Northampton. . . . . . . . . . . . . . . . . . . . .6
THESE were Tigers burning so brightly that the one worry Leicester might have as they prepare to confront Harlequins in the Pilkington Cup final in three weeks is that they may somehow have burned themselves out altogether with their superlative semi-final performance.
Northampton, as their captain conceded, were undone by the attribute that no coach can thrust upon you: sheer pace. 'Forget the lions against the Christians; today it's the Tigers against the Saints in the Colosseum of Welford Road,' BBC Radio Leicester had heralded it and in the end John Wells's team proved themselves a superior breed of animal.
To be precise, they were superlative only in parts but those parts were so good that they are already relishing the prospect of winning the trophy for the first time since their illustrious predecessors completed a hat-trick in 1981. 'We have a side who can beat Harlequins convincingly and if we play like we did in this match I am sure we will,' Neil Back said.
Indeed, if the flanker who has wildly fluctuated in England's affection this season plays like he did in this match - and the rest follow the example - his optimism will surely be justified. The debate has turned so strongly in his favour that even Geoff Cooke, the England manager, had to put him in the tour party to Canada.
Moreover, there was - still is - a body of opinion, headed by Wayne Shelford, a former New Zealand captain no less, that says Back should instead be on the Lions tour to the All Black's homeland. Afterwards, they were queueing up to praise Back, the most telling comment coming from Tony Russ, Leicester's coaching director: 'The fact that he is 5-10 and not 6ft is perhaps the biggest irrelevance in the game today.'
A jam-packed 16,400 had seen what Russ meant. Back's capacity not just to tackle but instantly to be up again, either making another or lending indispensable support to his own ball- carrier, is evident in every game, though one imagines never more so than on Saturday.
And when he ploughed through Frank Packman's tackle for Leicester's second try, showing speed and strength, he exploded the theory once propounded by Cooke that someone of modest stature could not really hope to match up to the muscular requirements of new-law rugby.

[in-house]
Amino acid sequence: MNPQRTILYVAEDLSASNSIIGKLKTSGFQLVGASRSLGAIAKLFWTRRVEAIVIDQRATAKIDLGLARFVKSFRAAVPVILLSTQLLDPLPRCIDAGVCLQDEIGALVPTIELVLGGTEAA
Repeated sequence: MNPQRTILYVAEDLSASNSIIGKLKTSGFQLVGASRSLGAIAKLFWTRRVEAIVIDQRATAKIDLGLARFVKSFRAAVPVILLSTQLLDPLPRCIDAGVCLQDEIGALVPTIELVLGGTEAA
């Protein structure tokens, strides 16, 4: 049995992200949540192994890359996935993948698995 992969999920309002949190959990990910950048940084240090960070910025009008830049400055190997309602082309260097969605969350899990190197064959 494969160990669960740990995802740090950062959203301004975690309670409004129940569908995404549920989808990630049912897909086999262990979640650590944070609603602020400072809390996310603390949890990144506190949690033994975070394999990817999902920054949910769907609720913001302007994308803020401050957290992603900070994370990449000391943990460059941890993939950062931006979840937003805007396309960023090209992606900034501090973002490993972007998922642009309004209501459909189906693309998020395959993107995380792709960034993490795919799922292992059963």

Cooke is also manager of the Lions and, as it happens, was at Welford Road to see what they will be missing by having settled for the more obvious physical presence of Peter Winterbottom and Richard Webster at open side. If it works, fine; but if it does not . . . It is, presumably, a question of grand strategy, though it would be hard to back the Lions in the straight eyeball-to-eyeball forward confrontation that seems to be envisaged. On the other hand, Back himself never expected to be chosen whatever others may have believed.
'He would thrive in New Zealand football,' Shelford enthused. 'If they saw a player of his ability they would always pick him. But then you would have to complement him with a Dean Richards and another big loose forward. He is just an unlucky young footballer at the moment.'
Shelford should know. He, after all, had just played against Back, the neat idea of culminating a career of the utmost distinction with a Twickenham appearance blown away by Leicester's dazzling first half. (Instead, Shelford's three seasons in England will conclude at the more prosaic setting of Richmond Athletic Ground when Northampton play London Scottish in a fortnight. 'It's too bloody bad,' he said.)
Northampton wanted rain and a sticky pitch conducive to their intention of attacking through a burly back row. Instead, they got sunshine and in fact it was Leicester who succeeded at close quarters when Richards ploughed straight through the Saints' line-out for the opening try.
'For the first five minutes everything went to plan,' John Olver, the Northampton captain, lamented. 'But after that the level of their pace killed us off.' If there was nothing pacy about Richards's try, what followed was Leicester at their most incisive, quick of thought and deed. Matthew Poole surprised himself by emerging from a maul with the ball and in short order it went through Rory Underwood and Aadel Kardooni before Back's final injection of pace - and, of course, power.
Their score augmented by John Liley's place-kicking and a thumping Jez Harris drop goal, Leicester reached half-time 20 points up. At which point Russ, in a state of bliss, was anticipating a 40-pointer. Instead, an already fractious affair was increasingly bogged down and, after Nick Beal's second penalty for Northampton, the second half was redeemed only by Leicester's third try.
This would have been a classic if Ian Bates had not thrown the ball forward in the middle of its creation but, even so, it brought the capacity house down as Back (naturally), Poole, Kardooni, Harris and Potter also combined to dispatch Laurance Boyle to the corner. What a pity these were isolated moments.
Leicester: Tries Richards, Back, Boyle; Conversions Liley 2; Penalties Liley 2; Drop goal Harris. Northampton: Penalties Beal 2.
Leicester: J Liley (L Boyle, 53); T Underwood, S Potter, I Bates, R Underwood; J Harris, A Kardooni; G Rowntree, R Cockerill, D Garforth, M Johnson, M Poole, J Wells (capt), D Richards, N Back.
Northampton: J Steele (J Ward, 60); N Beal, F Packman, R MacNaughton, H Thorneycroft; S Tubb, M Dawson; G Baldwin, J Olver (capt), G Pearce, J Etheridge, M Bayfield, P Walton, W Shelford, T Rodber.
Referee: D Matthews (St Helens).Reuse content